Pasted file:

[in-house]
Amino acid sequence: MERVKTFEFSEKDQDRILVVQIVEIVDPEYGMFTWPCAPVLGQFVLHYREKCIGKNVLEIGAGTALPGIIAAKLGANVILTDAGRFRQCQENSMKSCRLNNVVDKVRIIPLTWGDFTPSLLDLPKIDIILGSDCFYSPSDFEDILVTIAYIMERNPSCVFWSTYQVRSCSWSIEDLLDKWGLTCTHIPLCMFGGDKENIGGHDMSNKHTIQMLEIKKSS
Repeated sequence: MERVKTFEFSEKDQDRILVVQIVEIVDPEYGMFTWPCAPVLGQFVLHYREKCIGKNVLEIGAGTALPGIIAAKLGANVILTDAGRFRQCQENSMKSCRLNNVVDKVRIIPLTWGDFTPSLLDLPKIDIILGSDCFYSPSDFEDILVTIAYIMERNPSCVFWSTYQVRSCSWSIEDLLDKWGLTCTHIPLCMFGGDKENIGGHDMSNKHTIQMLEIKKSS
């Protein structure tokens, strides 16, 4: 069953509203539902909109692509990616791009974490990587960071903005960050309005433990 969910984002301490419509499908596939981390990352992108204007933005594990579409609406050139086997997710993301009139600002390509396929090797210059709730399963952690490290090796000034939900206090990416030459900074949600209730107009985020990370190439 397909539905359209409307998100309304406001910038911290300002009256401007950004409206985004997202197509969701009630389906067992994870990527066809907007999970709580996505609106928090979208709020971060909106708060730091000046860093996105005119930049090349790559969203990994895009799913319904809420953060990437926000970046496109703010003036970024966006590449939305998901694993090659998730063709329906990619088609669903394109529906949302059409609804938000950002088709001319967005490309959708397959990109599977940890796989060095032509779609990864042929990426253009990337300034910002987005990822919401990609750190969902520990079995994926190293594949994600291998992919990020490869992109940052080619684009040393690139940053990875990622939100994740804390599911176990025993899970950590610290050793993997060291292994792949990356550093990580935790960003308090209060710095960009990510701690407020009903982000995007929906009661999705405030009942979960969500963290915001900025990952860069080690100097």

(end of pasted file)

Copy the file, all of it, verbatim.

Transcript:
[in-house]
Amino acid sequence: MERVKTFEFSEKDQDRILVVQIVEIVDPEYGMFTWPCAPVLGQFVLHYREKCIGKNVLEIGAGTALPGIIAAKLGANVILTDAGRFRQCQENSMKSCRLNNVVDKVRIIPLTWGDFTPSLLDLPKIDIILGSDCFYSPSDFEDILVTIAYIMERNPSCVFWSTYQVRSCSWSIEDLLDKWGLTCTHIPLCMFGGDKENIGGHDMSNKHTIQMLEIKKSS
Repeated sequence: MERVKTFEFSEKDQDRILVVQIVEIVDPEYGMFTWPCAPVLGQFVLHYREKCIGKNVLEIGAGTALPGIIAAKLGANVILTDAGRFRQCQENSMKSCRLNNVVDKVRIIPLTWGDFTPSLLDLPKIDIILGSDCFYSPSDFEDILVTIAYIMERNPSCVFWSTYQVRSCSWSIEDLLDKWGLTCTHIPLCMFGGDKENIGGHDMSNKHTIQMLEIKKSS
């Protein structure tokens, strides 16, 4: 069953509203539902909109692509990616791009974490990587960071903005960050309005433990 969910984002301490419509499908596939981390990352992108204007933005594990579409609406050139086997997710993301009139600002390509396929090797210059709730399963952690490290090796000034939900206090990416030459900074949600209730107009985020990370190439 397909539905359209409307998100309304406001910038911290300002009256401007950004409206985004997202197509969701009630389906067992994870990527066809907007999970709580996505609106928090979208709020971060909106708060730091000046860093996105005119930049090349790559969203990994895009799913319904809420953060990437926000970046496109703010003036970024966006590449939305998901694993090659998730063709329906990619088609669903394109529906949302059409609804938000950002088709001319967005490309959708397959990109599977940890796989060095032509779609990864042929990426253009990337300034910002987005990822919401990609750190969902520990079995994926190293594949994600291998992919990020490869992109940052080619684009040393690139940053990875990622939100994740804390599911176990025993899970950590610290050793993997060291292994792949990356550093990580935790960003308090209060710095960009990510701690407020009903982000995007929906009661999705405030009942979960969500963290915001900025990952860069080690100097």